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The CAMS Approach to Suicide Risk

The CAMS Approach to Suicide Risk

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The CAMS Approach to Suicide Risk

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  1. The CAMS Approach to Suicide Risk David A. Jobes, Ph.D., ABPP Professor of Psychology Associate Director of Clinical Training The Catholic University of America Washington, DC DOD/VA Suicide Prevention Conference March 15, 2011

  2. Critique of Current Approach to Suicide Risk: THE REDUCTIONISTIC MODEL (Suicide = Symptom of Psychopathology) ?? ?? ?? DEPRESSION LACK OF SLEEP POOR APPETITE ANHEDONIA ... ? SUICIDALITY ? THERAPIST PATIENT Traditional treatment = inpatient hospitalization, treating the psychiatric disorder, and using no suicide contracts…

  3. CAMS targets Suicide as the primary focus of assessment and problem-focused intervention… Suicidality PAIN STRESS AGITATION HOPELESSNESS SELF-HATE REASONS FOR LIVING VS. REASONS FOR DYING THERAPIST & PATIENT The Suicide Status Form (SSF) is used to guide assessment and treatment…

  4. Adherence to CAMS CAMS is a therapeutic framework, used until suicidality resolves. Adherence to CAMS requires thorough suicide risk assessment and problem-focused interventions that are designed to directly and indirectly decrease suicide risk (Jobes, Comtois, Brenner, & Gutierrez, 2011). Therapeutic Philosophy 1. Collaboration • Empathy with the suicidal wish • Clarify the CAMS agenda • All assessments/interventions are interactive 2. Suicide-focus ultimately guides all therapeutic activity Clinical Framework 1. Assess index and on-going suicide risk using the SSF every clinical contact 2. All SSF-guided interventions are meant to eliminate direct or indirect causes of suicidal risk (so called “drivers” of suicide risk). • A suicide-specific treatment plan with Crisis Response/Safety Plan • Reduce access to lethal means • Insure treatment attendance • Make referrals to address indirect causes of suicide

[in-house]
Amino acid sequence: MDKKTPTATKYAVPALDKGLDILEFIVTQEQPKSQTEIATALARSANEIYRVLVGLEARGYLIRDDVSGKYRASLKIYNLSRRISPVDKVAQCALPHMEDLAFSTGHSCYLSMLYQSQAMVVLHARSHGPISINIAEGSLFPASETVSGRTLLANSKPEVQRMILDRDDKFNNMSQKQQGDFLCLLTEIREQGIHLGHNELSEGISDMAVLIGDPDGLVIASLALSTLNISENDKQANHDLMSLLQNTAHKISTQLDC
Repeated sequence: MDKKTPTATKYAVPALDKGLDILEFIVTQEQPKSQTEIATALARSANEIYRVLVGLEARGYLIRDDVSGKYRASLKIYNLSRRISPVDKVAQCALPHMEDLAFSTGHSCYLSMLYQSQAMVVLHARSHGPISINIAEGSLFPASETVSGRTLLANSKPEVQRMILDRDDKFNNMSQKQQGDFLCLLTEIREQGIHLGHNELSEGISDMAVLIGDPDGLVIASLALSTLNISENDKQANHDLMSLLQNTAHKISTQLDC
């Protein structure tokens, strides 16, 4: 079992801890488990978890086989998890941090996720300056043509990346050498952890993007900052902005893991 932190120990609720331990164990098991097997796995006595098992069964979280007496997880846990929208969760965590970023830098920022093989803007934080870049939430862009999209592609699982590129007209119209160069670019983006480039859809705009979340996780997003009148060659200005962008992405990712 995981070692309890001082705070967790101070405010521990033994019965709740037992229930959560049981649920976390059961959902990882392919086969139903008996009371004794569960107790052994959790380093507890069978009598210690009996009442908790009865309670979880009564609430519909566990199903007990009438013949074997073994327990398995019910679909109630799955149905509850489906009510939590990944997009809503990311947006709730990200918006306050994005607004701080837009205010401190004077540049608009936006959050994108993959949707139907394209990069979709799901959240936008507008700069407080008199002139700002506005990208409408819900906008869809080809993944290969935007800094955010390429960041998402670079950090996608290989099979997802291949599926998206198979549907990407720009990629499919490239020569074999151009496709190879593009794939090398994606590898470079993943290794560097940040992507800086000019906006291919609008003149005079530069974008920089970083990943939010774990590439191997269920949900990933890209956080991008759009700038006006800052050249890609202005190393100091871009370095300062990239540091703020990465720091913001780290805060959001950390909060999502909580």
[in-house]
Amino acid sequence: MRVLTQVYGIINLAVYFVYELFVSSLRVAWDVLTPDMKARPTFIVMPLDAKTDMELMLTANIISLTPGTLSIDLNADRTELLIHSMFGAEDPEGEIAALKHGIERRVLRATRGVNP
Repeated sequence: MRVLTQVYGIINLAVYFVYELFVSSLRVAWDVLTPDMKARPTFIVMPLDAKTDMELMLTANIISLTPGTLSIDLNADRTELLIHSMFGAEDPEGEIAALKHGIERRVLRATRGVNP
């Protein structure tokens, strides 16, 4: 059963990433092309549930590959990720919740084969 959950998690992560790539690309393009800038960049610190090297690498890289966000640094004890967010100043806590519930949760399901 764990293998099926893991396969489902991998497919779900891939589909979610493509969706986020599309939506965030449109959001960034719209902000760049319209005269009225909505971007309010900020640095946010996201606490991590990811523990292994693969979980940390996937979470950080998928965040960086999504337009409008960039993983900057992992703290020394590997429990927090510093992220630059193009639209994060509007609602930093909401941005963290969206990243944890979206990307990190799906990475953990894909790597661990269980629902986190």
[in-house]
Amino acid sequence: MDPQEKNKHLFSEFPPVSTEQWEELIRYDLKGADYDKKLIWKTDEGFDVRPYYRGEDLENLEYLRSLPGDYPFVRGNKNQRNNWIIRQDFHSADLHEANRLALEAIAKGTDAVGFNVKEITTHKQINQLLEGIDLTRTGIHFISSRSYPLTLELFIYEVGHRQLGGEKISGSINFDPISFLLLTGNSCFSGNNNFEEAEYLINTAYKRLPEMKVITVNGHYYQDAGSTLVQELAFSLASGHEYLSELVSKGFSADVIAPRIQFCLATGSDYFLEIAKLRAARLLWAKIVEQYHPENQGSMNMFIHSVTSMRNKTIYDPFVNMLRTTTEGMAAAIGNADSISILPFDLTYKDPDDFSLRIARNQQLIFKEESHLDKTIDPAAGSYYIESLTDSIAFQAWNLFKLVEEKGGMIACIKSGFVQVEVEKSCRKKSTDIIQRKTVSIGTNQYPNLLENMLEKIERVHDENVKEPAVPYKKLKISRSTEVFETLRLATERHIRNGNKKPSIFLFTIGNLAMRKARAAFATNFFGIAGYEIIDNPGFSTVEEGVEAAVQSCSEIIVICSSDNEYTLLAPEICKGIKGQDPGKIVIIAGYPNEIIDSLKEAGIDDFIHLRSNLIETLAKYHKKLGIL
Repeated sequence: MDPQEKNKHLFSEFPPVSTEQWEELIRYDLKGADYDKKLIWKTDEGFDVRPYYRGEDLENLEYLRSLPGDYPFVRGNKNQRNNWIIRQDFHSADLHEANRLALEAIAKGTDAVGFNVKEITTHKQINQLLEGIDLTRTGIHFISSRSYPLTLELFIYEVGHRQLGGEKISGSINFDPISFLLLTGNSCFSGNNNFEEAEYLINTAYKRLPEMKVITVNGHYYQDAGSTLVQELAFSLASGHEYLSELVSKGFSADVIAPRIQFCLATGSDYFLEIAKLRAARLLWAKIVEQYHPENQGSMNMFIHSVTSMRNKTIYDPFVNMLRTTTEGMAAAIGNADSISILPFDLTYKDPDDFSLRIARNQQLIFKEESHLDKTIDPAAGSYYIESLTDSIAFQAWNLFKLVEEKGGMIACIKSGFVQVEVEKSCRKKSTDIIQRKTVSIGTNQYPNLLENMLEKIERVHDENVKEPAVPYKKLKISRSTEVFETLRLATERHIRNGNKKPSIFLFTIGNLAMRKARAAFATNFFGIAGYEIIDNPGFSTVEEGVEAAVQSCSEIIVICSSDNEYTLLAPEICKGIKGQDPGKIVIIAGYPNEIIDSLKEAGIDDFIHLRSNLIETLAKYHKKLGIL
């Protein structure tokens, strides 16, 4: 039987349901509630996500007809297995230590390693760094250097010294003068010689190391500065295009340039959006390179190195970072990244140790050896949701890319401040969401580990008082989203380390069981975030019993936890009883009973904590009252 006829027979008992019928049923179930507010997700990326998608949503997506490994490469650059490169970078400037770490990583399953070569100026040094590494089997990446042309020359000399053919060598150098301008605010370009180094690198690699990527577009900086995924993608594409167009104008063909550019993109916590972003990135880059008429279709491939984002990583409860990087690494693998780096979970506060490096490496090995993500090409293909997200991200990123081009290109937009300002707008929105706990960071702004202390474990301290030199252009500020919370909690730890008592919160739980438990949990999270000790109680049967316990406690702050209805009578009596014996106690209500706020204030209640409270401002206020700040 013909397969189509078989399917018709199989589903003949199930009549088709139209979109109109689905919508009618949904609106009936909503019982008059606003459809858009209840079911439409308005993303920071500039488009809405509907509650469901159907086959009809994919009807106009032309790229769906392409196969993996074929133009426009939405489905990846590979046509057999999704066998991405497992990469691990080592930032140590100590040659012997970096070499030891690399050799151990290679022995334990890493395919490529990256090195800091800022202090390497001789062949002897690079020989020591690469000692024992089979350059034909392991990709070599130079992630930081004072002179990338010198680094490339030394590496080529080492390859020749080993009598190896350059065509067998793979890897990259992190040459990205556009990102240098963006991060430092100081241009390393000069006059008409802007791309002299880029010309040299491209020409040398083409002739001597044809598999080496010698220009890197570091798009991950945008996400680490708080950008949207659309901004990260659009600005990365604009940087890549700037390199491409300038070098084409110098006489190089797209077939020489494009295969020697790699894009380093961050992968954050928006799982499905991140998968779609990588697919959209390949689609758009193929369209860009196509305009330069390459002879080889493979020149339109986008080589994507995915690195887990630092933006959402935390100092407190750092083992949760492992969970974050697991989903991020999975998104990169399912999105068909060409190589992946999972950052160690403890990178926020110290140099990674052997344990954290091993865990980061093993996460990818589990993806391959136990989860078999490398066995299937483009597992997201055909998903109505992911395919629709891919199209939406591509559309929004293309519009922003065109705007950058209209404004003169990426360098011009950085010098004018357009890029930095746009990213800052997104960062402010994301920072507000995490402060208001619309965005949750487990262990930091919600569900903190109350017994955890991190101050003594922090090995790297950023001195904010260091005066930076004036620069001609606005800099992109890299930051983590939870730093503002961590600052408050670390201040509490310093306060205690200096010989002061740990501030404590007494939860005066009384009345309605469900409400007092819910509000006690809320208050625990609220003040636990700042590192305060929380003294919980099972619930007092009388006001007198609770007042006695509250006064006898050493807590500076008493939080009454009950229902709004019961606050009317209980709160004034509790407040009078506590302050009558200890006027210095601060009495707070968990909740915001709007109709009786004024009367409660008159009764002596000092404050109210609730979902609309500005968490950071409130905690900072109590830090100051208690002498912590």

5. Overview to CAMS Assessment and Care CAMS is a suicide-specific therapeutic framework, emphasizing five core components of collaborative clinical care (over 10-12 sessions/3 months). • Component I. Collaborative Assessment of Suicidal Risk • Component II. Collaborative Treatment Planning  Attend treatment reliably as scheduled over the next three months  Reduce access to lethal means  Develop and use a Coping Card as part of Crisis Response Plan  Create interpersonal supports • Component III. Collaborative Deconstruction of Suicidogenic Problems  Relationship issues (especially family)  Vocational issues (what do they do?)  Self-related issues (self-worth/self-esteem)  Pain and suffering—general and specific • Component IV. Collaborative Problem-Focused Interventions • Component V. Collaborative Development of Reasons for Living  Develop plans, goals, and hope for the future  Develop guiding beliefs (existential purpose and meaning)

  6. There is correlational support for the effectiveness of CAMS/SSF in real-world clinical settings (Arkov et al., 2008; Jobes et al., 1997; 2009). In US Air Force Study (n=55), use of CAMS was related to more rapid resolution of suicidal thinking and decreased ED and Primary Care visits (Jobes et al., 2005)